The Flour Sifter

I try really hard not to hang on to things I don’t need or love.  Preferably, I would only have things in my house that I needed AND loved, but then I wouldn’t have a vacuum cleaner.

There are some things that fall into the ‘might-need-this-one-day’ category and I try to keep this pretty small too (as in, quantity, not individual size. Most of it is quite bulky).  If it’s not easily replaceable, deciding it’s fate is much more difficult.  Things that have stayed include the antique milk separator (worth almost $1000 and will probably be needed when we get a milk cow or two), and the Pioneer Maid wood cook stove ($2600 replacement).

Some things are a lot smaller and even easily replaceable, but I’ve held on to them anyway.  Like this old sifter.

It has a little crank on the side.

And when you turn the crank, the 4 arms inside rotate along the mesh at the bottom.

I thought of this tool the other day while I was mixing up a batch of bread and sifting the bran out of the whole wheat flour by hand with a regular sifter…which brings me to another topic.

I was just reading that the bran in a wheat kernel contains plant toxins and is not a healthy form of fiber.  It actually tears up your insides (better to get fiber from fruits and vegetables).  Traditional cultures removed it before they ate the rest of the grain.

I was having trouble with the last few batches of bread not rising well, and when this happened before, sifting out the bran fixed the problem, but now it was happening with a different brand of flour, so after reading about the toxins in bran, I had no trouble sifting it out again!  It just took a while.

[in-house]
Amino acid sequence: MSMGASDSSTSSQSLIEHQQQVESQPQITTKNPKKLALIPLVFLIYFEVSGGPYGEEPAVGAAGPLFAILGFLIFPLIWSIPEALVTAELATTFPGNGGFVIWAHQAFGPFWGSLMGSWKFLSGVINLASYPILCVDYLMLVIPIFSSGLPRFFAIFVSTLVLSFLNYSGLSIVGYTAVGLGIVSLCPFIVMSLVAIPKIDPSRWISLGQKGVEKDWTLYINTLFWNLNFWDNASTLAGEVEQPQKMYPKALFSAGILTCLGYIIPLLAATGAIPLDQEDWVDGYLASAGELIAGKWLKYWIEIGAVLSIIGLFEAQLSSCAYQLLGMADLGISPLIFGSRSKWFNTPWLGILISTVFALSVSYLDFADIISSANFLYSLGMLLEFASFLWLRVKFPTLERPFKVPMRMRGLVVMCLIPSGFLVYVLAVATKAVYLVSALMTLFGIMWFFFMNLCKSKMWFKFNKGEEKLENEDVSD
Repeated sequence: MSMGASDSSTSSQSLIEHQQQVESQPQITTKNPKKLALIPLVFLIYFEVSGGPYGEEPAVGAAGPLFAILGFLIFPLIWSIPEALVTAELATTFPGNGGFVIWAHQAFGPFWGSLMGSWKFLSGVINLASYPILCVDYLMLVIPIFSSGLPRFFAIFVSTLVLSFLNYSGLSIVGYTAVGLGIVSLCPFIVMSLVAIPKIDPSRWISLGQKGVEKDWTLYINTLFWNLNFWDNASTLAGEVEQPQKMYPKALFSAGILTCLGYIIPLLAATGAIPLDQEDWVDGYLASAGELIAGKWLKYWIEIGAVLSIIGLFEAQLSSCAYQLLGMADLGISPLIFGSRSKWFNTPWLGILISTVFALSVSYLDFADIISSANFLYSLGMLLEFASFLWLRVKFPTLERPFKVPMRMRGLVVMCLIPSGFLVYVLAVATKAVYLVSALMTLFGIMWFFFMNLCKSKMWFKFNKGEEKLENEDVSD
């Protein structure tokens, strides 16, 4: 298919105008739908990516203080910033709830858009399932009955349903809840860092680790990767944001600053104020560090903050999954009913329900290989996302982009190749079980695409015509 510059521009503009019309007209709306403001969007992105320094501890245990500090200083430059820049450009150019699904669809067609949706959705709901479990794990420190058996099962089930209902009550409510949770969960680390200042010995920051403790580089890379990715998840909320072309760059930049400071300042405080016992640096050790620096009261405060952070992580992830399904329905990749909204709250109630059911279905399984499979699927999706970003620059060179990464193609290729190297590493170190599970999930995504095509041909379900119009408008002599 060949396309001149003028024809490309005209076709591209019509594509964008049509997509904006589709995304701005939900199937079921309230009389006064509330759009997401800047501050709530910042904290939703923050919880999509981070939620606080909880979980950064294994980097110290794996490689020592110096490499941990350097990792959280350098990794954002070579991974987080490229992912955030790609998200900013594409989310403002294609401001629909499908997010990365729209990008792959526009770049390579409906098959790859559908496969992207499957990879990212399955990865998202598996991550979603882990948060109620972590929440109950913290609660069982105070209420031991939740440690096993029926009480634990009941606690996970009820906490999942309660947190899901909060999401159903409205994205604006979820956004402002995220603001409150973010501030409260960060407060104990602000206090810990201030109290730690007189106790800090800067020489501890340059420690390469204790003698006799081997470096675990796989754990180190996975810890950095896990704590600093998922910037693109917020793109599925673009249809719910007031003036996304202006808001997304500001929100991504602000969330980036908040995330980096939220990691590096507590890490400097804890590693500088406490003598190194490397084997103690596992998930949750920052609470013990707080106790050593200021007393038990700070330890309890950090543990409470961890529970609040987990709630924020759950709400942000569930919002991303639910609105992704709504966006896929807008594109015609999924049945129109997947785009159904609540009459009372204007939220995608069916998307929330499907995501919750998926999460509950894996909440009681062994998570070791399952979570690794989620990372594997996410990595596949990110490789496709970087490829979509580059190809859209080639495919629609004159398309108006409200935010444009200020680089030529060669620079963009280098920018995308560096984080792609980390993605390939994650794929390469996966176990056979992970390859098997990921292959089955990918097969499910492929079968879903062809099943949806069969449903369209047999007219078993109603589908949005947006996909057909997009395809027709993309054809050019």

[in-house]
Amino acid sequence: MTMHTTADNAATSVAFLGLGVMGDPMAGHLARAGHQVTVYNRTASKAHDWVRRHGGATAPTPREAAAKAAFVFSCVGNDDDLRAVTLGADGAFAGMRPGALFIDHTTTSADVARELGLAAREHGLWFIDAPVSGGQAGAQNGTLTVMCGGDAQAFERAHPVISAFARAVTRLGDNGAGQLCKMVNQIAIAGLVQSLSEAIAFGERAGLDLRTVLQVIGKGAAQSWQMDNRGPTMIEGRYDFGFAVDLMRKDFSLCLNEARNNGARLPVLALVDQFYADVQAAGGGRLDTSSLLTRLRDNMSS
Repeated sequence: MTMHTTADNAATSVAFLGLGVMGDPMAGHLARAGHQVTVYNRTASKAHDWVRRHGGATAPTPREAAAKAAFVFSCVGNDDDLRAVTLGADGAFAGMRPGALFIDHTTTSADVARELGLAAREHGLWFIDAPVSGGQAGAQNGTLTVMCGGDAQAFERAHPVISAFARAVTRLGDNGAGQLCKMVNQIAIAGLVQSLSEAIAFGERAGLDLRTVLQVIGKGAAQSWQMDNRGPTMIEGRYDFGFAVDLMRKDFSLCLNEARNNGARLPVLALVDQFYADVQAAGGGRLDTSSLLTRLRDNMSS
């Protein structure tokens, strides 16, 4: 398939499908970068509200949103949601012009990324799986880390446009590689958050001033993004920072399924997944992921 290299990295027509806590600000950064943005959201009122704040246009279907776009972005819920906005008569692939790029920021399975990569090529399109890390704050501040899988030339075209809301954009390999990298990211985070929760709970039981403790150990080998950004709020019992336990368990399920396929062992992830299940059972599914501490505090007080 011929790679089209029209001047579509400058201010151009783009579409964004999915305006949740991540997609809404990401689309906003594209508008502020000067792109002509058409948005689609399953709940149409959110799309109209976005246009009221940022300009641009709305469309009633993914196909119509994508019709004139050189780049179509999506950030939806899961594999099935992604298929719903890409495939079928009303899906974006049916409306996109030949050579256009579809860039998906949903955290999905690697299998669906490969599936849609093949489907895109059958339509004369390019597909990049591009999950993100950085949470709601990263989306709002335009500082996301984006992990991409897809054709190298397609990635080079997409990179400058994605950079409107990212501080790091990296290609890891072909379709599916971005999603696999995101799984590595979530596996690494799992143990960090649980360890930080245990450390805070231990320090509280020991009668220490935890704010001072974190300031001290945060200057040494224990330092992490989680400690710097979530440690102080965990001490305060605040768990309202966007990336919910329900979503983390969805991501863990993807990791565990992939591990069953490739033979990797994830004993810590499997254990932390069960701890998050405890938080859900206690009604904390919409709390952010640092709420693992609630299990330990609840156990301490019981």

So, back to my story about the sifter…I got it down from it’s spot inside a large pot (hence not taking up any extra space) and went to work on the last of the whole wheat flour in the bag.

It took about 30 seconds to sift 3 cups at a time, as opposed to a full minute for 1 cup by hand.  When you have 9-10 cups to sift at a time, this is a nice timesaver.

3 cups of flour yielded almost a cup of bran.

I’m not sure if it was the bran’s fault that the bread hadn’t been rising well, or if the sifted flour is what made the difference, but boy was it a difference!  Since I started sifting the bran out of the last 2 batches, the loaves come out twice as big as before!  The texture is amazing and it’s so soft and tasty.  Best bread I ever et.

I think I’ll hold on to this sifter for sure, now that it’s proven to be useful.

And the bran?  I put it in the chicken bucket.

I think the girls will like it.  And since they have completely different systems than us, made for eating seeds and grains, they shouldn’t have a problem with it.

I still have a long way to go before I get to a more traditional diet, but I have to start somewhere.  Next on the list might be soaking the flour before I use it (but after I sift out the bran) to get rid of the phytic acid (that blocks nutrient absorption).

Then maybe I’ll try sourdough.

Eventually, I’ll grind my own flour fresh cause then it won’t be rancid like store-bought flour, and my bread will be better than ever!

That’s the goal anyway.

Gotta have goals.

Goals like keeping my carpets clean.


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